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It’s complicated

Complications – anything on a watch other than the time – have become ever more...complicated. This season’s offerings take the art of intricacy to new heights.
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It’s generally agreed that the masters of complications are Vacheron Constantin. The bespoke maison specialises in audacious complexity, notably the famed 57260 which managed to pack 57 complications into a timepiece that weighed just short of a kilogramme. It has 2 826 parts, 31 hands, took eight years to make and, should it be put up for sale, would fetch in the region of R180m. It was by way a celebration – a milestone to mark the 260th birthday of the watchmaker. It inspired the only slightly less elaborate Les Cabinotiers Armillary Tourbillon of 2021, today a sort-after collector’s item.

Vacheron Constantin isn’t the only maison to venture where angels fear to tread. Complications, grand and otherwise, have long been a way of showcasing expertise and creativity. From early on, as timepieces moved from pockets to wrists, makers such as Patek Philippe and Breguet introduced calendars and dates, then moon phases, chronographs and dual zone complications. As the centuries progressed the challenges increased – perpetual calendars, rattrapante (recording two separate measurements), tourbillion to counter gravity, depth gauges, jump hours and mechanical arms add interest and intrigue.

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Omega’s latest Speedmaster | Patek Philippe’s Quadruple Complication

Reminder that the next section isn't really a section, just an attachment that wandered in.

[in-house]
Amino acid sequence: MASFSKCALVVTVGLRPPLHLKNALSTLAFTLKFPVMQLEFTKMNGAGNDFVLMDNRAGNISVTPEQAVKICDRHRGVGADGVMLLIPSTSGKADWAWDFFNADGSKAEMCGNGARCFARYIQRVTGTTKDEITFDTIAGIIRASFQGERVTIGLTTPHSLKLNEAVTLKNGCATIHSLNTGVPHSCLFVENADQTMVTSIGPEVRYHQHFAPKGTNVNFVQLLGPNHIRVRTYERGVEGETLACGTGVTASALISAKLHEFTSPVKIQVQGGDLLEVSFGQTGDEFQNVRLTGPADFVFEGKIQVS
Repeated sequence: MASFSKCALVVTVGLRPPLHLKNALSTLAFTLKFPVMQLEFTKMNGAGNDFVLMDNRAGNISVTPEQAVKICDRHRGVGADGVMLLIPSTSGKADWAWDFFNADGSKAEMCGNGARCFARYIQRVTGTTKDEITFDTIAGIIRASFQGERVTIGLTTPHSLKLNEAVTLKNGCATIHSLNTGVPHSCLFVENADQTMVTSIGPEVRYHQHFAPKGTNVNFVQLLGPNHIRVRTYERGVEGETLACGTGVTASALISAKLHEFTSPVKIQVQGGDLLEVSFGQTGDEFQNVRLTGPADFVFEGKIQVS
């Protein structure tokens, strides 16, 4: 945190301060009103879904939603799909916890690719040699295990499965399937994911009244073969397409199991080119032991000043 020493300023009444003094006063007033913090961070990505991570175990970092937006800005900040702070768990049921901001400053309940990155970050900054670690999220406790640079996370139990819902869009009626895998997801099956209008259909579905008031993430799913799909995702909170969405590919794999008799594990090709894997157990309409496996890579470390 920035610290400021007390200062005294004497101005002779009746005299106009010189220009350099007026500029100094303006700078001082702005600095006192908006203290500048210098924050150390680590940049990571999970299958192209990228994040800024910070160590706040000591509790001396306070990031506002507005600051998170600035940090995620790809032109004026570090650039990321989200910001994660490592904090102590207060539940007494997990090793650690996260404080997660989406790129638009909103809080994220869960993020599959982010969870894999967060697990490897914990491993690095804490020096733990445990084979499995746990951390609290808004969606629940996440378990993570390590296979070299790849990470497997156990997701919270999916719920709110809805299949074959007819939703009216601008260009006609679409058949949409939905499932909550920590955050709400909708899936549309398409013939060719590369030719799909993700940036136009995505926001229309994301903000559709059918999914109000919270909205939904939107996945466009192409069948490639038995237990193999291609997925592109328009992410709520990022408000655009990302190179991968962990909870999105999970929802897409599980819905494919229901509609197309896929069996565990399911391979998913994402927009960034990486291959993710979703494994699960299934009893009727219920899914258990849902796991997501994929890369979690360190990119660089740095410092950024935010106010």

Contemporary horology now has the benefit of technology, and while most ultra-luxury watches are still handmade, advances in materials mean thinness and reliability are ever improved. Patek Philippe, who showed their most recent Quadruple Complication in Tokyo this June, is a case in point. The elegant timepiece represents the sharp end of a very long and distinguished complications history for the maison. It features a minute repeater, split-seconds chronograph and instantaneous perpetual calendar with windows, all exquisitely bound in sapphire crystal and rose gold. It’s also masterfully thin, belying the complexity within.

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Tudor’s latest Pelagos FXD Chronograph

By far the most common complication is the chronograph, or stopwatch, almost a standard feature on adventure watches. Tudor’s latest Pelagos FXD Chronograph pays homage to the partnership between Tudor and the Alinghi Red Bull Racing yacht team. Legibility is everything in a high stress environment and the matt blue face ensures no reflection. Tudor’s trademark luminous square hour markers and snowflake hands help too. The chronograph itself registers seconds, minutes and hours. Taking a leaf out of the Arnaud Psarofaghis-skippered yacht, the timepiece features a blend of carbon composite, titanium, and stainless steel.

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Panerai’s current Luminor taking its name from the Luna Rossa sailing team | Cartier’s Ballon Bleu
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Grand Seiko’s Tentagraph | Breitling’s Superocean Heritage Chronograph 44 Limited Edition

Not to be outdone on the high seas, Panerai, sponsors of the Luna Rossa team in the 37th edition of the America Cup in 2024, has revealed their latest Luminor chronograph. Of the four watches in the special collection the chronograph is the stand-out; its case is made of Carbotech, a carbon fibre composite also used for the hull of Luna Rossa’s AC40. The handsome piece features minutes, chronograph, small seconds and hours. Tag Heuer are in the America Cup fray as well – their latest Carrera Skipper celebrates the colours of the Intrepid, the original yacht which inspired the original Skipper in the 1960s. Its complications are interesting too: the three-colour regatta countdown indicator includes vivid orange to alert crew on the five minutes remaining before departure; green to recall the boat’s rigging and; light teal to echo the colour of the Intrepid’s deck.